There is no simple function that you can use to rotate objects within the HTML5 Canvas. To implement rotation you need to rotate the entire canvas context and draw your object on the rotated context and then rotate the entire thing that back to it’s normal state. While you’re doing that, you also need to update the coordinate space of the canvas context.
Here’s how you might rotate a square.
// Basic styles for our line border and inner color
ctx.strokeStyle = "black";
ctx.lineWidth = 3;
ctx.fillStyle = "rgba(128, 128, 128, 0.5)";
// Save before we rotate so that after the rotation we can restore the context
// We are putting the square in the center of the canvas. We need to update the coordinate space of the context so that it rotates at the objects center point.
// Rotate using radians
// Draw the square
ctx.rect(-64, -64, 128, 128);
// Put the context back to the original rotation and position from before we translated it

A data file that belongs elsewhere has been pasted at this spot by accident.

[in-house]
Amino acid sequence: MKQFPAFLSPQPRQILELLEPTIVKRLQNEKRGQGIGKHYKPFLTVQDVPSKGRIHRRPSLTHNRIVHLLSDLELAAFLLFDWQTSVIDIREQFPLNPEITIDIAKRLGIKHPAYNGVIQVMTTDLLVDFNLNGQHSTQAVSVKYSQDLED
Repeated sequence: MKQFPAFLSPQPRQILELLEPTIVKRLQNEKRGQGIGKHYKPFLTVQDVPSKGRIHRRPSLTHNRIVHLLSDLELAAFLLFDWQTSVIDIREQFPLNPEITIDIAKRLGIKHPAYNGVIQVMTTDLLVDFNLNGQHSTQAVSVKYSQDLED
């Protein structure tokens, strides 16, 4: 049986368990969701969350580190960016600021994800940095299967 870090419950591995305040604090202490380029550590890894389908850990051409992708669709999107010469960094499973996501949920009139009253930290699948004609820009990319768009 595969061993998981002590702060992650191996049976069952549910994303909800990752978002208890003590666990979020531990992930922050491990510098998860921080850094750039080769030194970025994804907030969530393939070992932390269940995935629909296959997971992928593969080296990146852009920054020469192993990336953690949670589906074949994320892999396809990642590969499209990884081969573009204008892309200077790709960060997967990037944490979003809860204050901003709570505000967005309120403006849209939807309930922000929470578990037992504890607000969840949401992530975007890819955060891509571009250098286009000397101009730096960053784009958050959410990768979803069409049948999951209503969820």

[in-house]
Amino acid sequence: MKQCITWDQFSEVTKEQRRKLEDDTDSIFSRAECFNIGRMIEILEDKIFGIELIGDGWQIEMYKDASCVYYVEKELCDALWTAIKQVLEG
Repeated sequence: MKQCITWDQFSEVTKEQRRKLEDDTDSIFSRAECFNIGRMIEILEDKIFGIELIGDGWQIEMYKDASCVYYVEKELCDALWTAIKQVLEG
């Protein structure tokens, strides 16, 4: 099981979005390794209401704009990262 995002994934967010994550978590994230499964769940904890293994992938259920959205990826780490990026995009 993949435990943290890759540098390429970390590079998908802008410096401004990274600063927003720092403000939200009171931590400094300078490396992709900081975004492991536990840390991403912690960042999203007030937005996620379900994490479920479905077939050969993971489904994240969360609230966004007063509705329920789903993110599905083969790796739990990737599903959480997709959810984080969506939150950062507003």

If you’ve used the Canvas Drawing API before for simple tasks, most of this should be familiar. The concepts you might need to wrap your head around are the calls to ctx.save(), ctx.translate() and ctx.restore(). When we call ctx.save(), we are storing the drawing context’s current state where the coordinate space is at it’s default in the top left corner (0, 0) and there is no rotation. Once we finish drawing the rotated square, we will come back to this point.
We then call ctx.translate(), which changes the context’s coordinate space. It places it at 128, 128 which is going to be the center of our square (and actually the canvas). By default the coordinate space is always at 0, 0. The translate() method changes that.
After we update the coordinate space location we need to rotate it. We call ctx.rotate() and provide the value in radians. Finally, it’s just a matter of drawing the object. Notice the negative values in the call to rect(). We want to center the object on the coordinate space, so we need to move it halfway to the left (-64) and halfway up (-64) so that the center point is in the middle of the object. We use the restore() method to put the context back to it’s state before we rotated and moved it. Any objects added at this point will not be rotated.